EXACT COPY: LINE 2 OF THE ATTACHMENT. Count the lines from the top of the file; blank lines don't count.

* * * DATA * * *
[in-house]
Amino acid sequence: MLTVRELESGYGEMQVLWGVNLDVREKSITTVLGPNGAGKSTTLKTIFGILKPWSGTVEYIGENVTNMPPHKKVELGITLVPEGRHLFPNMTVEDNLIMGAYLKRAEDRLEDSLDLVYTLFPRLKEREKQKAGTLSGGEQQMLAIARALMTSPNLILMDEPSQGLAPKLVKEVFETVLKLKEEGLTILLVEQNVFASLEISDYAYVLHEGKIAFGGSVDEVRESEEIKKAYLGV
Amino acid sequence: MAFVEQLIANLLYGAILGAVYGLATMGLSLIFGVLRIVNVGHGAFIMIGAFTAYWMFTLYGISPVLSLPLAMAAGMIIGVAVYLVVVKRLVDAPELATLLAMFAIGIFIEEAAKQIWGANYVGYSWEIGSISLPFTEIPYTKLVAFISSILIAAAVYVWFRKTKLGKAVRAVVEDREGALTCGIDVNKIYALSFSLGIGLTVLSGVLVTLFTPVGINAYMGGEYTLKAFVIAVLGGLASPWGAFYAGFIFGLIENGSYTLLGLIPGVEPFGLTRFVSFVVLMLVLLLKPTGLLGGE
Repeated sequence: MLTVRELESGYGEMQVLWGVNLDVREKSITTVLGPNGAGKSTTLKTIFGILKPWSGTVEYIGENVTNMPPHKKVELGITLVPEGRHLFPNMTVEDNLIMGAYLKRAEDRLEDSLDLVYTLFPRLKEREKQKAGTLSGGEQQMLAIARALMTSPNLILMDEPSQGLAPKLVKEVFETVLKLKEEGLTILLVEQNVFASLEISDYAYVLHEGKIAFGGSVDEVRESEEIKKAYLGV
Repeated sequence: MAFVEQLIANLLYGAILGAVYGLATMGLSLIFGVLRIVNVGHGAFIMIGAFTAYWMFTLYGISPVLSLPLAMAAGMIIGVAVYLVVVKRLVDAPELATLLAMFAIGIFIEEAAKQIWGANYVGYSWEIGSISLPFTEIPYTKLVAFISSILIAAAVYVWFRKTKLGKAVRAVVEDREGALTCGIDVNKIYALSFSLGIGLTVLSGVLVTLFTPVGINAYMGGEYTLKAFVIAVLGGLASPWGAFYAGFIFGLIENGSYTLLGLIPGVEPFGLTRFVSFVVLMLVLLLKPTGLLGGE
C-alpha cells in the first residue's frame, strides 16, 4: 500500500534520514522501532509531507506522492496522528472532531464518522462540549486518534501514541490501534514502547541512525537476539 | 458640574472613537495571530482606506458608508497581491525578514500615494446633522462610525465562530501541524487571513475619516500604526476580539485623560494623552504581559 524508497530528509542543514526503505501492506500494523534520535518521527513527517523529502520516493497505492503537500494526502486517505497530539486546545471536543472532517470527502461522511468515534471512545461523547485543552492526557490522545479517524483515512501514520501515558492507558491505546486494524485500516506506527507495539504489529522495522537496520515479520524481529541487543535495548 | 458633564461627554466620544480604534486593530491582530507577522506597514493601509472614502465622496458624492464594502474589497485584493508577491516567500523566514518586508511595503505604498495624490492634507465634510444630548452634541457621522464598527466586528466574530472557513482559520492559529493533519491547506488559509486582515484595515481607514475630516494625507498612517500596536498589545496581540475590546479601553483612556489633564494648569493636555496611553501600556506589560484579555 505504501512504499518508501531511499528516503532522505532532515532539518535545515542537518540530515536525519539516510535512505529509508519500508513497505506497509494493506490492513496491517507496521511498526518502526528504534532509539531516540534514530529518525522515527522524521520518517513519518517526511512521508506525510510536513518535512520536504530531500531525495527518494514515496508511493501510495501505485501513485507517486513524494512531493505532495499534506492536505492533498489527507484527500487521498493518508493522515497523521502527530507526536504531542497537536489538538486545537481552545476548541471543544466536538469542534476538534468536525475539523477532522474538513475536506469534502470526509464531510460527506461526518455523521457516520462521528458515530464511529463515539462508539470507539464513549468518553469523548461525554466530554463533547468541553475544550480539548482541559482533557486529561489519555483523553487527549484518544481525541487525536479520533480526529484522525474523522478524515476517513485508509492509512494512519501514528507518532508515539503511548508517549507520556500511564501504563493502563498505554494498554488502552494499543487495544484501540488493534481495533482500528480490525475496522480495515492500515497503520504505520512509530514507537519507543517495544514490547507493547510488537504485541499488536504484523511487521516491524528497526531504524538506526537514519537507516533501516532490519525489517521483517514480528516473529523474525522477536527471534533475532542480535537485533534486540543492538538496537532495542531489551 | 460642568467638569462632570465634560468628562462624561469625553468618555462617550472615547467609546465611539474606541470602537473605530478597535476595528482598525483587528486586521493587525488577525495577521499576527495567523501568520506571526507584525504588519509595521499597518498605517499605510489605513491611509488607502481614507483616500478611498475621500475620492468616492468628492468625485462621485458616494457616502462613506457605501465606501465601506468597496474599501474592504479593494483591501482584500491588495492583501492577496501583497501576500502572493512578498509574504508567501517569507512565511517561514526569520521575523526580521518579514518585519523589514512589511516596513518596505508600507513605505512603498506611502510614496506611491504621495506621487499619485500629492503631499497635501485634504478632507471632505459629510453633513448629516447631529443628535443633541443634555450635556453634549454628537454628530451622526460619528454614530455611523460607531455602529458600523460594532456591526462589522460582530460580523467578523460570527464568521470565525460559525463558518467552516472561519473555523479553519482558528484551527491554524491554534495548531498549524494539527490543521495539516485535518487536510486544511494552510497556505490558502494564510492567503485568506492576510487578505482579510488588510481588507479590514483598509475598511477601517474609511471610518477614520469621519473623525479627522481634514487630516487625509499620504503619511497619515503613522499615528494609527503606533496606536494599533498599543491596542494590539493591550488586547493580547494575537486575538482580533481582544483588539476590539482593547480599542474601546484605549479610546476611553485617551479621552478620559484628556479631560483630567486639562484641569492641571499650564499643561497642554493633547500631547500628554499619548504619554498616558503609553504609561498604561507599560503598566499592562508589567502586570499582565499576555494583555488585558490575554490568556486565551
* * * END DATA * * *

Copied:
Amino acid sequence: MLTVRELESGYGEMQVLWGVNLDVREKSITTVLGPNGAGKSTTLKTIFGILKPWSGTVEYIGENVTNMPPHKKVELGITLVPEGRHLFPNMTVEDNLIMGAYLKRAEDRLEDSLDLVYTLFPRLKEREKQKAGTLSGGEQQMLAIARALMTSPNLILMDEPSQGLAPKLVKEVFETVLKLKEEGLTILLVEQNVFASLEISDYAYVLHEGKIAFGGSVDEVRESEEIKKAYLGV